Historic England funds working class heritage projects - Museums Association

Historic England funds working class heritage projects

Schemes supported under the Everyday Heritage grants programme
Quadrant Park nightclub in Bootle, Merseyside
Quadrant Park nightclub in Bootle, Merseyside © Andy Carroll

Stories about a nightclub in Merseyside, a pen factory in East Sussex and a former rhubarb farm in Leeds are among the projects being supported in the second round of a funding programme designed to highlight working class heritage.

Historic England’s Everyday Heritage grants programme supported 57 projects following its launch in 2022.

In this latest round, Historic England received more than 380 applications and chose to fund 56 schemes. The total amount of funding awarded is £875,000, ranging from £6,800 to £25,000 for each project.

Historic England chief executive Duncan Wilson said: “There are so many hidden histories to uncover here in England. Every community has a story to tell and we want to hear them. This is the strength of our Everyday Heritage grant programme, which funds projects that are community-led and really engage with local people by empowering them to research and tell their own stories.”

The projects funded in the latest round include a scheme to co-create a touring exhibition telling the story of Gypsy, Roma and Traveller (GRT) communities living in Greensand Country in Central Bedfordshire. The year-long project will take place on three local sites, where children and families from GRT communities will be creating content alongside visiting artists, forming a body of work to be shared with the public.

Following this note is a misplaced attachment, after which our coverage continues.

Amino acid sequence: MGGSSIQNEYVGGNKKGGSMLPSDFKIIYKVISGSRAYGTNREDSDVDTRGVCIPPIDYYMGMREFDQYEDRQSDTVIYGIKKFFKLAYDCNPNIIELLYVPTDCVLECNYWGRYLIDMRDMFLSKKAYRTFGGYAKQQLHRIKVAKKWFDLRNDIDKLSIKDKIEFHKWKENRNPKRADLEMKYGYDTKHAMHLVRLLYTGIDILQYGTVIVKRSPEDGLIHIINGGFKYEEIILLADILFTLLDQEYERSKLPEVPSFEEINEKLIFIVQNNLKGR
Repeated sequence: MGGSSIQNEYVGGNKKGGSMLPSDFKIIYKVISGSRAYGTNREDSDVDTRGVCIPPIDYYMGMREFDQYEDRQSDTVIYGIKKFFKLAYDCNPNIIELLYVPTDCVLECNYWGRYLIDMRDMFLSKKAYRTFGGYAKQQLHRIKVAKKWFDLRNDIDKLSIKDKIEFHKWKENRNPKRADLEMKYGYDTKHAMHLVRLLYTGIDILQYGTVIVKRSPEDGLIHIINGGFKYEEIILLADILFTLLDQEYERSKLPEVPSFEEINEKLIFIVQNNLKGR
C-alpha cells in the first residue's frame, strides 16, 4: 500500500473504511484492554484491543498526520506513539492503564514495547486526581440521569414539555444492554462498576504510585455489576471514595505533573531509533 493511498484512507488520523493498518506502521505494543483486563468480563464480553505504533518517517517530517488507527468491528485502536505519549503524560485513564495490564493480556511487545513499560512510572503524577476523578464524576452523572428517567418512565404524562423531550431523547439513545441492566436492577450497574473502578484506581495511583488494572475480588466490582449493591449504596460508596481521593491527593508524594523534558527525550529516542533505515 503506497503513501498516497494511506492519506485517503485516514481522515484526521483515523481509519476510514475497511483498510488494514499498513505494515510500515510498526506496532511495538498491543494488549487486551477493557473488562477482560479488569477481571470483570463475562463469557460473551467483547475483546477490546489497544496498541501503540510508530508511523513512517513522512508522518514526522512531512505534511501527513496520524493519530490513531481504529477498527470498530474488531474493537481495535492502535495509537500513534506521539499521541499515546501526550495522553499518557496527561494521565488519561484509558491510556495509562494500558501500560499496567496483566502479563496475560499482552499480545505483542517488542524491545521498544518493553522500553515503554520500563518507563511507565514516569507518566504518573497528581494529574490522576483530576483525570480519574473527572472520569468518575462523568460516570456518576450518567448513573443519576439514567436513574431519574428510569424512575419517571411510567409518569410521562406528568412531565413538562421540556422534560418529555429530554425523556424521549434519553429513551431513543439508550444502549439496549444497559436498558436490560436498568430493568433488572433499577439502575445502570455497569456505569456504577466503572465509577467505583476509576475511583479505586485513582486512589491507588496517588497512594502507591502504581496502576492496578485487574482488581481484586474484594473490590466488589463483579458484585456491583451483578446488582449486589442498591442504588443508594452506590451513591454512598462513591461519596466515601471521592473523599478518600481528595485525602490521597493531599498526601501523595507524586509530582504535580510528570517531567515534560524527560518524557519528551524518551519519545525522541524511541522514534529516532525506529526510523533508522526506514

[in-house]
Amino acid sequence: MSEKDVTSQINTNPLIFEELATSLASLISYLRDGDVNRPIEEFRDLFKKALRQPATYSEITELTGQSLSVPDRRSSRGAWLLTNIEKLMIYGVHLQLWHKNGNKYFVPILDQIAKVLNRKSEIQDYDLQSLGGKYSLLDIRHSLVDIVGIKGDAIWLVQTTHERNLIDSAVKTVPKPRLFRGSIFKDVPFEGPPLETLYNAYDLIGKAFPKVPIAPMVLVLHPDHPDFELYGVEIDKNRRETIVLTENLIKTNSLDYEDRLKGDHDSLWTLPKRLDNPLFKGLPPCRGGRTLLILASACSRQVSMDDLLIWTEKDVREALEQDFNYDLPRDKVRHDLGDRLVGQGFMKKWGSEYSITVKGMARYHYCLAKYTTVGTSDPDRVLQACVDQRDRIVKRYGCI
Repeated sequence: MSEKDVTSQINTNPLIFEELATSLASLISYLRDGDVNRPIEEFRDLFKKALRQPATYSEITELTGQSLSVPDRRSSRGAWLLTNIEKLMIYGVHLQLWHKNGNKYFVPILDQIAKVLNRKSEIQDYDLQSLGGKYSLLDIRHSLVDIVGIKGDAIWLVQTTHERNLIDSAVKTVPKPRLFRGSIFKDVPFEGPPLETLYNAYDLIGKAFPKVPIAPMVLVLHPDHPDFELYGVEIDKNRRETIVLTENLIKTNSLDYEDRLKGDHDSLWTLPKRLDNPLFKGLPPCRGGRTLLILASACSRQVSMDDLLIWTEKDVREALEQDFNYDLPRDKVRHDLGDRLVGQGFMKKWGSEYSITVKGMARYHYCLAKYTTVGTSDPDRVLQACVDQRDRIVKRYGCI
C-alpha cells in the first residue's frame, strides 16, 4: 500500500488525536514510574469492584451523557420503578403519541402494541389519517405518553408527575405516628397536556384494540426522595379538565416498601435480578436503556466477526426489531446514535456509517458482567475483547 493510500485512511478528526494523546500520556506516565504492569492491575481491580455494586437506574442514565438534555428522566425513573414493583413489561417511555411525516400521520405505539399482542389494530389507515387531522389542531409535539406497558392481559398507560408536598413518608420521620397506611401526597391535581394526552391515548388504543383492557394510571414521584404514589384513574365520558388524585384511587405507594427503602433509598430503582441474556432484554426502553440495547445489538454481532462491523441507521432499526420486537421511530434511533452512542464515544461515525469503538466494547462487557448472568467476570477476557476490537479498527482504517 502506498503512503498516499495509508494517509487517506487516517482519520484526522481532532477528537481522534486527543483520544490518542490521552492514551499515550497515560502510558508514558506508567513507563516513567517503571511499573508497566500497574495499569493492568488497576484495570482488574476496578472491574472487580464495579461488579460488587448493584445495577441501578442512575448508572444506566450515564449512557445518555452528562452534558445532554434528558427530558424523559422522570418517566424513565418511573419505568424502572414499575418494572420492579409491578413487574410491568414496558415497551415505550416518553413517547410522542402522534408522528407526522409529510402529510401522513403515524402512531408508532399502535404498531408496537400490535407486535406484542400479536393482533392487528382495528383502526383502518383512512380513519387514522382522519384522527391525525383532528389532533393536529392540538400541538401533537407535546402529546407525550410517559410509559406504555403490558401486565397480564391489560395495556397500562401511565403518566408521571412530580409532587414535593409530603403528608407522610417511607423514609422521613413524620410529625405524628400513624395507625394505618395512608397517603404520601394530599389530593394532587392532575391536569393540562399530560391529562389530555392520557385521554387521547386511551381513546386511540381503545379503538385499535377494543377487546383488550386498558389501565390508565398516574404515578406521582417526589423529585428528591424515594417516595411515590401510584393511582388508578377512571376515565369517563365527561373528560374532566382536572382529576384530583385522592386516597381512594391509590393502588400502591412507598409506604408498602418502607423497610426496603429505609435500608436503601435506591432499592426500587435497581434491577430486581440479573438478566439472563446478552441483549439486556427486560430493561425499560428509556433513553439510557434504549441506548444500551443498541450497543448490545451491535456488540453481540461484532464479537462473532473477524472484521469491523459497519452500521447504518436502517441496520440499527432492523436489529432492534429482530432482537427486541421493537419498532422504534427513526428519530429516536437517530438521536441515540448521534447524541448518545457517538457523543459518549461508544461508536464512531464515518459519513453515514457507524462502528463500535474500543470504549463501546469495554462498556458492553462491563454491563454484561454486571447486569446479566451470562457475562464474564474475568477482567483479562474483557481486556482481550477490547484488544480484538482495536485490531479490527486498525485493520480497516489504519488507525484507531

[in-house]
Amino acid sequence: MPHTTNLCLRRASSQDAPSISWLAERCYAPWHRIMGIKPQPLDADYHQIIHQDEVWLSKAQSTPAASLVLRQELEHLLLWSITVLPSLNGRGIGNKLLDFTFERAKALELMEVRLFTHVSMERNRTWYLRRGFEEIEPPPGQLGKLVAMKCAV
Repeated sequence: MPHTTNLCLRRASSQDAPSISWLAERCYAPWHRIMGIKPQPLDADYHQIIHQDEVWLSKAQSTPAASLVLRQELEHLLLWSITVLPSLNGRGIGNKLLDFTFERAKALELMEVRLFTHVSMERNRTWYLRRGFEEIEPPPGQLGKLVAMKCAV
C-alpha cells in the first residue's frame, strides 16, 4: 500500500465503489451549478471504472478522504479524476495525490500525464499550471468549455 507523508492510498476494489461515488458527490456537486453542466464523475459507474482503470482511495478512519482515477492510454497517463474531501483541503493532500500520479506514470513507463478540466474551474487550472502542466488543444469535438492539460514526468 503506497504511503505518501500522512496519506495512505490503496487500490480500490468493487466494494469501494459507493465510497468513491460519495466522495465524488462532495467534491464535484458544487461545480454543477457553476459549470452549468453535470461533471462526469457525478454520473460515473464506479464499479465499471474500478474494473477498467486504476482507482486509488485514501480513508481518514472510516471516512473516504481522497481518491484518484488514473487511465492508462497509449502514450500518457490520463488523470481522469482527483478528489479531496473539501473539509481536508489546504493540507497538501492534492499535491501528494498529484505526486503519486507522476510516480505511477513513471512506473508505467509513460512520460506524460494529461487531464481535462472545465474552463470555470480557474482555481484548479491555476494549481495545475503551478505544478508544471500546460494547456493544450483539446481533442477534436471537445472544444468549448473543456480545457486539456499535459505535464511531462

There is also a project to create a community documentary about roller skating in Birmingham. This history started in 1871 with the building of the Tower Ballroom at the Edgbaston Reservoir in Ladywood. 


In Calne, Wiltshire, there is a scheme to create an archive of oral history exploring the work, life and friendships of those who worked at the C&T Harris Bacon Factory. The factory opened in the 1770s and was demolished in the 1980s. 

A project in Bootle, Merseyside, will explore the history of the former Quadrant Park nightclub in the 1980s and 1990s.

In East Sussex, Press Play Films will bring together different generations to record community oral histories and create short stop-motion animations in clay to uncover the working-class history of Newhaven's Parker Pen factory. Volunteers at Newhaven Museum are among those involved.

Hollybush Farm in Leeds, part of West Yorkshire’s “rhubarb triangle”, is home to the Conservation Volunteers, which is dedicated to restoring, protecting and connecting people to nature. The charity wants to tell the story of Hollybush, a former rhubarb farm that is now a conservation and wellbeing centre. 

Pigeon fanciers in Blyth – © Joanne Coates

Other projects will explore the experience of people working in London’s Chinatown from 1985 to 2025; the working class histories of drag in Newcastle’s Pink Triangle; pigeon racing across North Yorkshire; and the 70-year history of the Leicester Caribbean Cricket and Social Club.

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